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Easy Acorn Squash and Thanksgiving Side Dishes

Still looking for Thanksgiving side dish ideas? Here’s one that won’t take more than five minutes to prepare and tastes great. No peeling involved – you can eat the skin on acorn squash.

The recipe is so embarrassingly simple, it’s hardly a recipe. Just wash the squash, cut in half lengthwise, remove the seeds and cut into slices about 1/2 inch think. Smear with a little melted butter on both sides, then sprinkle each side with salt and pepper, and a mixture of equal parts bread crumbs and parmesan cheese. Bake at 400 degrees for 30 to 40 minutes or until you can easily pierce the flesh with a fork.Here are a few more ideas if you still are undecided about side dishes for your Thanksgiving table:

Fennel Gratinée or Roasted Fennel 

Insalata di Rinforza

Stuffed onions

Squash and Couscous casserole

And as a relief for the digestive system: Citrus salad 

If you’re looking for a primer on how to brine and cook a turkey, click here to see how I do it.

Happy Thanksgiving!

Acorn Squash with Parmesan Coating
Wash the squash, cut in half lengthwise, then remove the seeds and cut into slices about 1/2 inch thick. Smear with a little melted butter on both sides, then sprinkle each side with salt and pepper, and a mixture of equal parts bread crumbs and parmesan cheese. Bake at 400 degrees for 30 to 40 minutes or until you can easily pierce the flesh with a fork.

Stuffed Onions at Osteria Battaglino

  Have you ever eaten stuffed onions baked in their skin? Me either. I would never have thought to bake it this way – covered in a salt crust, then emptied out and filled with a mixture of ground beef, chopped onion and oozing raschera, a local cheese from Italy’s Piedmont region. I ate this, along with other truly memorable dishes, at a restaurant called Osteria Battaglino, a small family owned place in Le Langhe, an area in Piedmont south of Torino. Le Langhe is noted for its big Barolo wines, wonderful cheeses and renowned truffles, all of which I consumed whenever I could on my trip this fall.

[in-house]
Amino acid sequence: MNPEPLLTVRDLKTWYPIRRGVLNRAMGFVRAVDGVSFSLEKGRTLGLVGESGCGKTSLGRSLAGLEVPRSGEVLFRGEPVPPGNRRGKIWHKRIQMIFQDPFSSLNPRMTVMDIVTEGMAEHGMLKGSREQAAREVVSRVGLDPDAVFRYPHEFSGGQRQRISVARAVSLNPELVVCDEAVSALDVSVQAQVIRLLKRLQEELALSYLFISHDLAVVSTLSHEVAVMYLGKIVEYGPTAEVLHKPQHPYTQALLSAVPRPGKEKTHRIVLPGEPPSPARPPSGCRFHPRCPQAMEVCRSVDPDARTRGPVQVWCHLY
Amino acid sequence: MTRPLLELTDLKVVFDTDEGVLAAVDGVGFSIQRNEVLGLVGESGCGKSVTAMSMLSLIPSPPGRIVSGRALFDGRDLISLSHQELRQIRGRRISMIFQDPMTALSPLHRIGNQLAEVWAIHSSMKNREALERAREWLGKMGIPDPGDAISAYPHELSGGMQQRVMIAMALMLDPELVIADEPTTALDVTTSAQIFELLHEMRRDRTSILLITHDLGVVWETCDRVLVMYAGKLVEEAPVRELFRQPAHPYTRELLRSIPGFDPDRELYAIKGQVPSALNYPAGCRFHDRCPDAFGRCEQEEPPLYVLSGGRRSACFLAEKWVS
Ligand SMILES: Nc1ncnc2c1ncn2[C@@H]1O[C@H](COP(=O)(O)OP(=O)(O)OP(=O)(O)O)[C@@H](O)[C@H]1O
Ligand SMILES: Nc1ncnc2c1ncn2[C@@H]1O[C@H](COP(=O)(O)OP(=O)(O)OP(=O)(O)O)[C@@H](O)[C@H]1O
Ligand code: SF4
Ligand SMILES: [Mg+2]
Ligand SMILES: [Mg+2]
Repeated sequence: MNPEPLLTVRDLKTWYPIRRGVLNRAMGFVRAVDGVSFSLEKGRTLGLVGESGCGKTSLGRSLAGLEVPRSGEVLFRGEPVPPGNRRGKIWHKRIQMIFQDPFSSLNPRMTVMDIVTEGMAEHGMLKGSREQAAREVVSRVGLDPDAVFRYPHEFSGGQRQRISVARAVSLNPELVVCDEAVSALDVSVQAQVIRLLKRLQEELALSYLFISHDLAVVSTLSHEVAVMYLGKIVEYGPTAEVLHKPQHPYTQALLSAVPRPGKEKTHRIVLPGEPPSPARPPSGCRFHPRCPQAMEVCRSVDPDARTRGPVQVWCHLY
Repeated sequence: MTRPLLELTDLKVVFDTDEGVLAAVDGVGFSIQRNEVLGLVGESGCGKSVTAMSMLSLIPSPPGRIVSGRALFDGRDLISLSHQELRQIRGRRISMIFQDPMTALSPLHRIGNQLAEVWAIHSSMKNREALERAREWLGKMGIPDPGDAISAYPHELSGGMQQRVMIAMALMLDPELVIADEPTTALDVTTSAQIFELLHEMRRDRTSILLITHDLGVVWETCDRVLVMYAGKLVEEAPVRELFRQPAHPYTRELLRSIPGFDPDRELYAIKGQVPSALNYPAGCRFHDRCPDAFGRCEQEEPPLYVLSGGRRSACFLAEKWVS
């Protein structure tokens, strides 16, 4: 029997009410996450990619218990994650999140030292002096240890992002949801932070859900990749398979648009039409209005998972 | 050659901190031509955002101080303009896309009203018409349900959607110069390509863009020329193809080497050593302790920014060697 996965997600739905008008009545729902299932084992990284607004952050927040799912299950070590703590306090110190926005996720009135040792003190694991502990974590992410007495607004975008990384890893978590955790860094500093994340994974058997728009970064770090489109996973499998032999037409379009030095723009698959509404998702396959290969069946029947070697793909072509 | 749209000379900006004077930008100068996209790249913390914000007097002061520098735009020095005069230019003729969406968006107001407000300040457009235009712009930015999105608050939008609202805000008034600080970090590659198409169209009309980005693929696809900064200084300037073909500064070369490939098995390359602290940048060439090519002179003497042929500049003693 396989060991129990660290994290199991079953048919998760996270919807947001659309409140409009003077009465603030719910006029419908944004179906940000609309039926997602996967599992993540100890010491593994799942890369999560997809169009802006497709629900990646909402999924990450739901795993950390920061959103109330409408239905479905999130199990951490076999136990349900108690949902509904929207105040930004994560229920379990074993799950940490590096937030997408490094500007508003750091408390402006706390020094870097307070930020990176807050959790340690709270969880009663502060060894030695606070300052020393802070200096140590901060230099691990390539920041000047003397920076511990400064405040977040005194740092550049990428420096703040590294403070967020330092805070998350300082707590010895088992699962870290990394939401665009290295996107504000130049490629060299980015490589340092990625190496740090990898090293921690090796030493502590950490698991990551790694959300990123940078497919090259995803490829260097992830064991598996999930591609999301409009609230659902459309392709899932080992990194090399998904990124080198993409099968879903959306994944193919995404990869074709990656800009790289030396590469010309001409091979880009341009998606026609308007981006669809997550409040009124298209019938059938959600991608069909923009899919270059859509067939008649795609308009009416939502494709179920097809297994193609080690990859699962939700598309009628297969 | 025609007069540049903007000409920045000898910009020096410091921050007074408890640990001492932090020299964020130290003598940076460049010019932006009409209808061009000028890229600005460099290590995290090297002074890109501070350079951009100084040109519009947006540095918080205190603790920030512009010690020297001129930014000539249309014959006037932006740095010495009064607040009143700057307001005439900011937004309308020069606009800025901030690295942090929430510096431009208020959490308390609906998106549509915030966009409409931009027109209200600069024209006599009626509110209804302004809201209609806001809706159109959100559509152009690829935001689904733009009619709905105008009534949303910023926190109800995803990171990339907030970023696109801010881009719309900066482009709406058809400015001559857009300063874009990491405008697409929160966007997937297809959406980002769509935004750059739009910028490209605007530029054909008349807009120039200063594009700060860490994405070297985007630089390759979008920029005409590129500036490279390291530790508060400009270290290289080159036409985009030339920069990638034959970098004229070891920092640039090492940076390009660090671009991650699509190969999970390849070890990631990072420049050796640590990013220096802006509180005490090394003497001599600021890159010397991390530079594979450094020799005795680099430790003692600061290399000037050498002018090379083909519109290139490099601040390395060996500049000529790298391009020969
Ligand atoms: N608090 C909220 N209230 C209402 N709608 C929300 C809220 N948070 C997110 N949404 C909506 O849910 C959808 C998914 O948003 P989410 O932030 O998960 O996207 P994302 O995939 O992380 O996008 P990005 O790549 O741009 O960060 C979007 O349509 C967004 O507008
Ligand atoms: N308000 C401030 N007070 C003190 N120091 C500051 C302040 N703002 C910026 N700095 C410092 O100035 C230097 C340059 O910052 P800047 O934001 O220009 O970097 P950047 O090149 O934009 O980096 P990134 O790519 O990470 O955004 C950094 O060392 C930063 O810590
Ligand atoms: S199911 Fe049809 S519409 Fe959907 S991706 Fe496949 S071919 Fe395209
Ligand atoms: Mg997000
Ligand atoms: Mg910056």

The rolling hills and vine-covered landscape of Le Langhe makes driving a real stop and go experience. It was hard to resist the temptation to halt and take photos at every bend in the road. On the way to Dogliani, the town where the restaurant is located, this is the kind of scenery I drove by.
Dogliani itself is not on the typical tourist itinerary, but its streets do hold some charm.
I’m drawn to colorfully painted houses.
Back here in New Jersey, salmon or mustard-colored exterior walls would look decidedly out of place, but in Italy, they’re ubiquitous and they’re beautiful.
I had one purpose in stopping in Dogliani — and that was to have lunch at Osteria Battaglino, owned by Marco Battaglino and Flavia Bergamo. I had read about the restaurant in National Geographic Traveler, and the writer mentioned that the food was so good, that if this restaurant were in a city like New York, people would be waiting for weeks to get a reservation. She wasn’t kidding. Everything was exquisite and the service was friendly and fabulous.
At one point when I was tasting the wine, Flavia said “If you don’t like it, you can complain to the owner of the vineyard,” who was sitting at a nearby table. No complaints were necessary.

There were no complaints about any of the food either, including the baked onion in the first photo and the little amuse bouche of roasted yellow peppers and anchovies presented in a tiny jar.

Here’s one of the primi piatti I tried: tajarin – a specialty of Le Langhe – a rich dough made with flour and egg yolks and similar to tagliatelle, only thinner. Since it was the season for fresh porcini mushrooms, they were ubiquitous on the menu and plentiful in this plate.

I don’t know what I loved more – the tajarin or this delicate and ethereal dish of porcini mushrooms and squash gnocchi that practically melted in your mouth: